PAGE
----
To be fair, the newspaper continues to have one of the twenty largest paid circulations in the country. Throughout the 1990s, they won numerous Pulitzers for reporting. But the market is relentless and a few years later, the paper got in trouble for fudging the numbers. In 2004, the Morning News inflated its circulation figures by approximately five percent on weekdays, and twelve percent on Sundays. In October of 2004, the newspaper laid off sixty-six newsroom staffers, a little over ten percent of the paper’s journalists.

Even those who kept their jobs, like Karen Brooks, found their beats changing a bit. A Capitol bureau reporter, Brooks now covers online politics and new media as well. She has been a newspaper reporter for thirteen years, and has worked at the Morning News for three-and-a-half years.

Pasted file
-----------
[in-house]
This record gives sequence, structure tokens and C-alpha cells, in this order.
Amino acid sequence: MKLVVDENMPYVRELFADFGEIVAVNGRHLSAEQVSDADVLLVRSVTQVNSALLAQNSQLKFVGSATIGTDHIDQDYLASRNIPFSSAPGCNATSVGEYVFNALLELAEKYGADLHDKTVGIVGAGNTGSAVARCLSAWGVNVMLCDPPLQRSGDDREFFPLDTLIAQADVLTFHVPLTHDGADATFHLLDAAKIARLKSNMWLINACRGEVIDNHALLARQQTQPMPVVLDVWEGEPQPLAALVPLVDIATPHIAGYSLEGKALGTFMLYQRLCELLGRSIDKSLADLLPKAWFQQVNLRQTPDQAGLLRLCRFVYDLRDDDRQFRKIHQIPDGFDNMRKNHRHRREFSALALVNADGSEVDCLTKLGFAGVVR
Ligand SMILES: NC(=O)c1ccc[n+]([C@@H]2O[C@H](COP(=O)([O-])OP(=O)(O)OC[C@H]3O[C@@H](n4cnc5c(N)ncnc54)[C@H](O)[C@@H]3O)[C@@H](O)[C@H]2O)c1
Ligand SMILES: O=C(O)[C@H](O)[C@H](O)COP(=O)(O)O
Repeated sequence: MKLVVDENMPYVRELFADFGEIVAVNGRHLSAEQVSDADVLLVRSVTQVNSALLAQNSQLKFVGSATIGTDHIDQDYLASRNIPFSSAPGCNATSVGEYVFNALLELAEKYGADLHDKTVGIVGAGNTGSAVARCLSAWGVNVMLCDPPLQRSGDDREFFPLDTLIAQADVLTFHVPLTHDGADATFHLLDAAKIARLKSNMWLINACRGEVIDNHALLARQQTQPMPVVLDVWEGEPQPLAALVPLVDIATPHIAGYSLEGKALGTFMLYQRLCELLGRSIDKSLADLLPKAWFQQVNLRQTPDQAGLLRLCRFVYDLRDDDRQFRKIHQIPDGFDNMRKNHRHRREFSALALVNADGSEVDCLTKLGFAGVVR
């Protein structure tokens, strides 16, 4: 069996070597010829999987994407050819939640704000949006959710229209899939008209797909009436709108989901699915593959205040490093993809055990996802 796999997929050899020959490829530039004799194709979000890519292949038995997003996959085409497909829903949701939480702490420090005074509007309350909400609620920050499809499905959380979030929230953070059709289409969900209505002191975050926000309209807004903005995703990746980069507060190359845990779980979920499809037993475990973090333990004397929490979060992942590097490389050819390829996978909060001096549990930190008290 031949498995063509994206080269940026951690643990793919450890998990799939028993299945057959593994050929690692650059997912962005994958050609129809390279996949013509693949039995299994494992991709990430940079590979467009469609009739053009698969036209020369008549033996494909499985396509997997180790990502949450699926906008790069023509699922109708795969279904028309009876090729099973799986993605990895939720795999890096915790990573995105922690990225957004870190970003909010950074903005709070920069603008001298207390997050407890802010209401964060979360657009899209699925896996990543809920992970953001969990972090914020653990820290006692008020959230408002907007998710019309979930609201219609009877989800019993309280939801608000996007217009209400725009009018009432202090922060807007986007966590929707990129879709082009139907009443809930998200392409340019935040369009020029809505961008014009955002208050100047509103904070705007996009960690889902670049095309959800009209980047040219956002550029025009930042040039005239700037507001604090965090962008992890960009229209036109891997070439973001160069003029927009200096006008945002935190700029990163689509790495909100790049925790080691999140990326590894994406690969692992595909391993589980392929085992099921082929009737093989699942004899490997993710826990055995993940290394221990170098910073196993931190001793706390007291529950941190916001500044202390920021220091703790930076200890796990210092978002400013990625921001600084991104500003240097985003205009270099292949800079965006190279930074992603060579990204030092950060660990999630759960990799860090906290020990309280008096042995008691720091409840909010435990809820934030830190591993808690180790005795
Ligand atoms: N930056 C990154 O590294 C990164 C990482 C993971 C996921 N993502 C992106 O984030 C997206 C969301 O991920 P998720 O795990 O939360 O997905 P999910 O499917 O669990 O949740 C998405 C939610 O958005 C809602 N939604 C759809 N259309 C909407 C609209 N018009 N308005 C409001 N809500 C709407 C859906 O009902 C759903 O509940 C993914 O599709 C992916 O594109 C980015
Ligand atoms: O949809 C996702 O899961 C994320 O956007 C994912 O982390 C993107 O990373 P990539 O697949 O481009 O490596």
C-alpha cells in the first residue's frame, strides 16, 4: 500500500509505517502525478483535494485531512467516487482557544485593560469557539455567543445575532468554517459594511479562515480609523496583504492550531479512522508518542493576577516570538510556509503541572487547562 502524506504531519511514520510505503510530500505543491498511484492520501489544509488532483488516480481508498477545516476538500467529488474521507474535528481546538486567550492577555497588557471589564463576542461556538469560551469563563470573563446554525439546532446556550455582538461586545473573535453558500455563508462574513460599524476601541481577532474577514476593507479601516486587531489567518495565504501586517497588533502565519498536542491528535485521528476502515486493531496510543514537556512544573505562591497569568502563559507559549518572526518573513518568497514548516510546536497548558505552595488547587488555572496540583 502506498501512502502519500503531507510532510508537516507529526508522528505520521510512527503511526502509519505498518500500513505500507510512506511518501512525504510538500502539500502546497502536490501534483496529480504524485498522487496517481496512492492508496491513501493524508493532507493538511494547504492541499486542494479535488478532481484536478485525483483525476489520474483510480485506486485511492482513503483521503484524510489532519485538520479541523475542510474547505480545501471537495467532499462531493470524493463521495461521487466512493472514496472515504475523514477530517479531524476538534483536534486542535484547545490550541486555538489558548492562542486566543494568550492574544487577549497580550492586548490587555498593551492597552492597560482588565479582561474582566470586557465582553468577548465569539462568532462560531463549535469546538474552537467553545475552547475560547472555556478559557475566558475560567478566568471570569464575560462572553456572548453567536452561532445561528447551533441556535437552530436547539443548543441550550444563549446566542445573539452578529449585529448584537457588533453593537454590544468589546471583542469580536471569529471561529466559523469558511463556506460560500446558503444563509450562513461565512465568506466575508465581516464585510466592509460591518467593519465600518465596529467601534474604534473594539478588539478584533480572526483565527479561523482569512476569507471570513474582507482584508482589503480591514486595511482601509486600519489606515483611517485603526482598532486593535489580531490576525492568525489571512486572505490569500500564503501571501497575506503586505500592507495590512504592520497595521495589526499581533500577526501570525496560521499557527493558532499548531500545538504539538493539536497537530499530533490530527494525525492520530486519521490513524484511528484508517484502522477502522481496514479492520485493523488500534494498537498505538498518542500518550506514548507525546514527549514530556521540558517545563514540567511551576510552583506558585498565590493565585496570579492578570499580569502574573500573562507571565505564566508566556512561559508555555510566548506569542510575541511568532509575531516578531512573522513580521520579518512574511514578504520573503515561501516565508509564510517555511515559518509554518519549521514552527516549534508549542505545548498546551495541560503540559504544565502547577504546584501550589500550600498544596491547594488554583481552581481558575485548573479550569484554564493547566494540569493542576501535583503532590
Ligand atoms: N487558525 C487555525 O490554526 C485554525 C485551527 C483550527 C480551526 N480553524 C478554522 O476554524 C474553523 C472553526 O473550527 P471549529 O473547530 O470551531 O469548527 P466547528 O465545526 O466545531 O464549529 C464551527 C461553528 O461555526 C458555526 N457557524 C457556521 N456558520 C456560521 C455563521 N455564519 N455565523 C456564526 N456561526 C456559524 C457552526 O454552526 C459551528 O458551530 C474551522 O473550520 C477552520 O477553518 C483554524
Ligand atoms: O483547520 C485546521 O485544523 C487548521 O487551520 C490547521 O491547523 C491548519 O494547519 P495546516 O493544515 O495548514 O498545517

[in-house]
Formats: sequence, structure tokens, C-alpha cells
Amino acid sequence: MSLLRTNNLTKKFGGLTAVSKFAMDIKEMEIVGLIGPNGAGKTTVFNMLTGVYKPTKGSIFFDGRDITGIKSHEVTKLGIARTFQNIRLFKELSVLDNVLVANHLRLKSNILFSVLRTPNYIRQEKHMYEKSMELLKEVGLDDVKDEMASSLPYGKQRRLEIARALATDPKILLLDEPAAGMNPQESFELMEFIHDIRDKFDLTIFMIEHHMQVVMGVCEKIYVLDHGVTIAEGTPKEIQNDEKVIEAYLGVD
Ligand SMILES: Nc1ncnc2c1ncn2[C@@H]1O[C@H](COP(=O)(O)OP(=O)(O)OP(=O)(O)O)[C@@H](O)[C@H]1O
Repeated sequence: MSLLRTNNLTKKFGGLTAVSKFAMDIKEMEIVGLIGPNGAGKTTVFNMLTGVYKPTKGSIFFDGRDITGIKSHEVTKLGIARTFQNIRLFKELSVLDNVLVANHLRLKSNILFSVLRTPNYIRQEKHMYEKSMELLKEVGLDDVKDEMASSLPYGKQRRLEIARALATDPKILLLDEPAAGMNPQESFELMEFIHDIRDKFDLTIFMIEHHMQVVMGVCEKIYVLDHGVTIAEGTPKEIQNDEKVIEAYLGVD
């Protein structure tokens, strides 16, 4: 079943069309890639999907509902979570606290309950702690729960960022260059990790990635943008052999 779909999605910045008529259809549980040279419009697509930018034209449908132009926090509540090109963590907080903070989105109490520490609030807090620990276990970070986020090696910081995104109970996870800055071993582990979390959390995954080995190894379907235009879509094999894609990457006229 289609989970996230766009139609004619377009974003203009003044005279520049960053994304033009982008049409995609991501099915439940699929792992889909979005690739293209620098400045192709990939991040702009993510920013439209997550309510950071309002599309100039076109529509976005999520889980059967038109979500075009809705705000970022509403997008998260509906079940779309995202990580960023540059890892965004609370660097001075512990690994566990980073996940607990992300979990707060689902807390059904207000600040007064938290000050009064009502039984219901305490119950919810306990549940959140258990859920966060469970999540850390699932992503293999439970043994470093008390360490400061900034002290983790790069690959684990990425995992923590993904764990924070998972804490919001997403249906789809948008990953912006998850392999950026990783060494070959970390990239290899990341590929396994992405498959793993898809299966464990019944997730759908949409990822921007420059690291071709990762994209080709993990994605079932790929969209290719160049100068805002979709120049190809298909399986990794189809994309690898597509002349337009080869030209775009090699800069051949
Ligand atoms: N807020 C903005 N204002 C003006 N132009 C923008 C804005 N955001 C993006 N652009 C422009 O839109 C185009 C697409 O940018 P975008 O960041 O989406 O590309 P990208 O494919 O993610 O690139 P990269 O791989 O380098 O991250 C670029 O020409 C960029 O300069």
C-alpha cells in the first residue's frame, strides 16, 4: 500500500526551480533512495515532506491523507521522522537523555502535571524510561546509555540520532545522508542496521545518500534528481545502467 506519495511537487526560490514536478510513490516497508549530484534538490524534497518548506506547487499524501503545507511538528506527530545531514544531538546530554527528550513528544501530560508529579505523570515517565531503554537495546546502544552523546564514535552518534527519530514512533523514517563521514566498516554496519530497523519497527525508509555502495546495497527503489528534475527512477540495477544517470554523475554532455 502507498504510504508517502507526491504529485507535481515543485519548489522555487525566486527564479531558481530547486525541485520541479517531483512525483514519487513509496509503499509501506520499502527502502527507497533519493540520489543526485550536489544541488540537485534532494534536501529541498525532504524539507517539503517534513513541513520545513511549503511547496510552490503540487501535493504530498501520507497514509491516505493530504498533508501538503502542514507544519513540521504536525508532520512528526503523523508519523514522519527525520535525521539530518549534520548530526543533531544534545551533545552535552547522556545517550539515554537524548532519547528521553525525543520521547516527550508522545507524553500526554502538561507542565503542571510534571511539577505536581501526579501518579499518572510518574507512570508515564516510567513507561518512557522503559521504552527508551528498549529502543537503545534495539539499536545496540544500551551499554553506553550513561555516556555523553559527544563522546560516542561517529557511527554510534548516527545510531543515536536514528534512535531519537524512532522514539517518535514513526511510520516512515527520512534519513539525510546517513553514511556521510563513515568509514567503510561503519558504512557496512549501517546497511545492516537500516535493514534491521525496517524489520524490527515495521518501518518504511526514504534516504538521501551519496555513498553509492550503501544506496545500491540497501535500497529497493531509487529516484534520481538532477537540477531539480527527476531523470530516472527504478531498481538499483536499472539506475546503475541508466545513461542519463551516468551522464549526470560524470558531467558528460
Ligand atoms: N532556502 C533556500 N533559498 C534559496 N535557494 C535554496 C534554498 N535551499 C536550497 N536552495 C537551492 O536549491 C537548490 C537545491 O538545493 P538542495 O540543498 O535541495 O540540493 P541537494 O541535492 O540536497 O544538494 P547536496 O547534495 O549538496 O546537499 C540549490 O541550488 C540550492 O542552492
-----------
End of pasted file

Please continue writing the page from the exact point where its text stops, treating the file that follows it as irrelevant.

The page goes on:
When asked whether she thinks print is on its way out, Brooks responded, “Unfortunately, I do—eventually, anyway. I don’t like it, and I don’t like to admit it.

“I’ve been in the newspaper business for so long,” she continued. “I was refusing to admit it was changing. But, I don’t feel like [the Internet] is killing journalism.”

Brooks contributes to the Morning News ’s political blog, “Trail Blazers,” where she’s free to be sarcastic and edgy, which is to say, free to be a blogger.

But let’s be honest. It doesn’t really matter what Karen Brooks thinks. Or what I think. Or what anyone over thirty thinks. Like many of my colleagues, I’m a washed-up has-been. As so-called “digital immigrants” (those who grew up in a world where you filled out your college applications on a typewriter), there’s only so much we can do to help shape the future of media.

“Digital natives,” on the other hand, were born around 1985, when personal computers were already ten years old. They have never known a world without the Internet (lucky bastards). They are